By Master Gardener Lesley Arrandale
Although the Atlantic hurricane season was remarkably quiet for the continental U.S. up until the end of August, early September saw an abrupt change. As of Sept. 5, tropical storm Gordon is now moving well inland after wreaking havoc along the Gulf coast, and Hurricane Florence has strengthened to category 3; we need to pay attention (www.nhc.noaa.gov/gtwo.php).
If you are interested more generally in the weather in our state — temperatures, rainfall amounts, storm impacts — check out this website: https://tinyurl.com/y7jznm5d.
The latest issue of A New Leaf newsletter is available here: https://tinyurl.com/yc7kqfxr. As always, there are plenty of inspiring ideas and tips about what to do in the garden this month.
If you have been dealing with a bounty of produce and realize you would have found it useful to know how to preserve it, there are two canning classes in October. On Oct. 13, learn how to preserve apple wedges in cinnamon hot syrup, and on Oct. 27, you can make Chicken in a Can-Homemade Noodles. Pre-registration and pre-payment is required. Each class is $20 per person. Call Jeannie at (904) 255-7450 to register. With the holiday season approaching, homemade preserves make a thoughtful gift.
The upcoming class on Microgreens and Wildflowers on Oct. 10 (cost $10, call Sarah at (904) 255-7450 to register) will likely be the last class led by Terry DelValle, our Horticultural Agent of 35 years. She is to retire in November, and I know that anybody involved, however loosely, with the Extension Service, will miss her for both her depth of knowledge and her unfailingly helpful approach to us, the public. Thank you, Terry.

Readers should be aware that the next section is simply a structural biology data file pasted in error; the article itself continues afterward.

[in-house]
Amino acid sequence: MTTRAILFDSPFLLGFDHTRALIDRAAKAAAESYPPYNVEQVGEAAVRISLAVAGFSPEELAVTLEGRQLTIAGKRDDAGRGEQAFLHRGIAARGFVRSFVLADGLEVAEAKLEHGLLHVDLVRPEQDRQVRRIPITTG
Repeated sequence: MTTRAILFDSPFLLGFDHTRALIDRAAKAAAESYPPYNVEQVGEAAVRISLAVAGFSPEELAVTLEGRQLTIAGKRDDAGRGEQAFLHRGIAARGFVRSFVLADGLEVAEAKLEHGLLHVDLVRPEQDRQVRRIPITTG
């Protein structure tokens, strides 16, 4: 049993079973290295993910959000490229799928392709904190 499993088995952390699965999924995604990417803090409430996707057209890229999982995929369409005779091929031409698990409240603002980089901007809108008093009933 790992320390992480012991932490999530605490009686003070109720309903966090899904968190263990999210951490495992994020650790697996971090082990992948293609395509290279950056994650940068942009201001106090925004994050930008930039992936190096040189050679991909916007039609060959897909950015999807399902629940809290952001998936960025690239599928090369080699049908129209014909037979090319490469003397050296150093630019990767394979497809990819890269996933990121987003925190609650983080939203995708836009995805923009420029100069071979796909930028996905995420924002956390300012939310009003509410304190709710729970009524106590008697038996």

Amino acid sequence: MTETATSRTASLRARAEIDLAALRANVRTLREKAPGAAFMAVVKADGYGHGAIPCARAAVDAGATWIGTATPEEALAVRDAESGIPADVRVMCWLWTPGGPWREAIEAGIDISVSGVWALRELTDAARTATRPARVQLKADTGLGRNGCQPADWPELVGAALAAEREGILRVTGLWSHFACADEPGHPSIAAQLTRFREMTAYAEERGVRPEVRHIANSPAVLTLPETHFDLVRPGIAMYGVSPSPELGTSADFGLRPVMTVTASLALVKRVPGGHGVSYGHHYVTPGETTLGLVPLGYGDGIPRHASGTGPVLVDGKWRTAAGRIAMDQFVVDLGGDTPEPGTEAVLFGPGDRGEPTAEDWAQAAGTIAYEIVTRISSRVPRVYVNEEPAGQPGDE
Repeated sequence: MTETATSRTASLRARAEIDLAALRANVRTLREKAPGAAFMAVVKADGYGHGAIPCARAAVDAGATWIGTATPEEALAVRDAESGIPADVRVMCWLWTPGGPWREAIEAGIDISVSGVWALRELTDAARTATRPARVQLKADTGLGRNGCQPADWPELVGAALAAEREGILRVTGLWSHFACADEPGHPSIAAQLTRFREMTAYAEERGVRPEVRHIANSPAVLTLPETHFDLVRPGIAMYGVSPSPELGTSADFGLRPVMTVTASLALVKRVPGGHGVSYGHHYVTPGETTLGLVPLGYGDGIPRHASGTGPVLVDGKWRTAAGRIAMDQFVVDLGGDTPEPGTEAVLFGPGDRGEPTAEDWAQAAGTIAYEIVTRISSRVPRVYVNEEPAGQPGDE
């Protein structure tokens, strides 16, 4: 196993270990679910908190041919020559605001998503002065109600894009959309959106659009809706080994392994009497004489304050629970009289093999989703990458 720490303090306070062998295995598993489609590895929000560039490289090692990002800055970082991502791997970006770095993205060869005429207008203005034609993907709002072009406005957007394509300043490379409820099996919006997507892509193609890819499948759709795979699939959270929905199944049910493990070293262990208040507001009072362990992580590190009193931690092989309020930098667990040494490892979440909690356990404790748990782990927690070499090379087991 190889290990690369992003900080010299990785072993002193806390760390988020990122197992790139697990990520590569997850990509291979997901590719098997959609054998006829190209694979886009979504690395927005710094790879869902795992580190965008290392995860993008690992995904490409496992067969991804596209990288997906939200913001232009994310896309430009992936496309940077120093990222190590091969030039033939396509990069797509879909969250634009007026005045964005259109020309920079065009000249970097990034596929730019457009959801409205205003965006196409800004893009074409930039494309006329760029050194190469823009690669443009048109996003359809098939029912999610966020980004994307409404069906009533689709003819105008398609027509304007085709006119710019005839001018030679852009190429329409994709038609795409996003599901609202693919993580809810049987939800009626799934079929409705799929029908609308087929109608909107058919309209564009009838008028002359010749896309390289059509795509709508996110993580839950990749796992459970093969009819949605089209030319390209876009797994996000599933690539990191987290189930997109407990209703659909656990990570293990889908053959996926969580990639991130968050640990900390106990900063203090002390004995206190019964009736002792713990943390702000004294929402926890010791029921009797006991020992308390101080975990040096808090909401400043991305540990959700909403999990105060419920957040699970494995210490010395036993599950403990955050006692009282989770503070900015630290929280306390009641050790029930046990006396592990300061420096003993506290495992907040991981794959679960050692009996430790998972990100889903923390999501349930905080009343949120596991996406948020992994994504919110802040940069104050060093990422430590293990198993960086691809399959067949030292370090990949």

Our fellow creatures are preparing for the cooler weather, and some of our birds are fattening up for the grueling task of migration. As the weather cools, suet will be a welcome, high calorie treat for residents and migrants alike, and it won’t be long before our winter visitors begin to arrive, needing a restorative meal.
Hummingbirds and pollinators alike are seeking out nectar-rich fall-blooming flowers like firespike (Odontonema cuspidatum or O. strictum), Mexican sage (Salvia leucanthum), goldenrods (Solidago spp.), asters (Aster or Symphyotrichum spp.), ironweed (Vernonia spp.), dotted horsemint (Monarda punctata, a prolific self-seeder), wild ageratum (Conoclinium coelestinum, which is an incredible insect magnet, but can spread aggressively if the roots aren’t kept in bounds), pineapple sage (Salvia elegans), and blazing star (Liatris spp.). Do your homework to determine which species suit your location, and plan to add those to your garden. Early fall is a good time to plant hardy perennials, but hold off on planting tender species until the spring.
Flowers that bloom in the fall make great decorations for Halloween. Look for autumn shades of chrysanthemums (“mums”), and other orange, red or yellow blooms and berries. If you’re aiming for a really spooky look, try draping Spanish moss around your decorations. For indoor use, freeze the moss for 24 hours in plastic bags to kill off any insects.
As you plant your cool season vegetable garden, make sure to scout regularly for insects and caterpillars. Cut worms make short work of small transplants and the problem can be avoided by using a protective barrier like a short section of kitchen paper tube around each plant. There is nothing quite as disheartening as finding your lovely new transplants completely destroyed.
Mary Puckett, the Urban Garden Assistant who has been so crucial to training master gardeners in the subtleties of vegetable gardening, and for the assistance she and her helpers have given to community gardens around Jacksonville and the beaches area, is also retiring. We wish her well, and I for one thank her for her contributions to A New Leaf, including her latest article “A successful garden takes planning.” How true that is!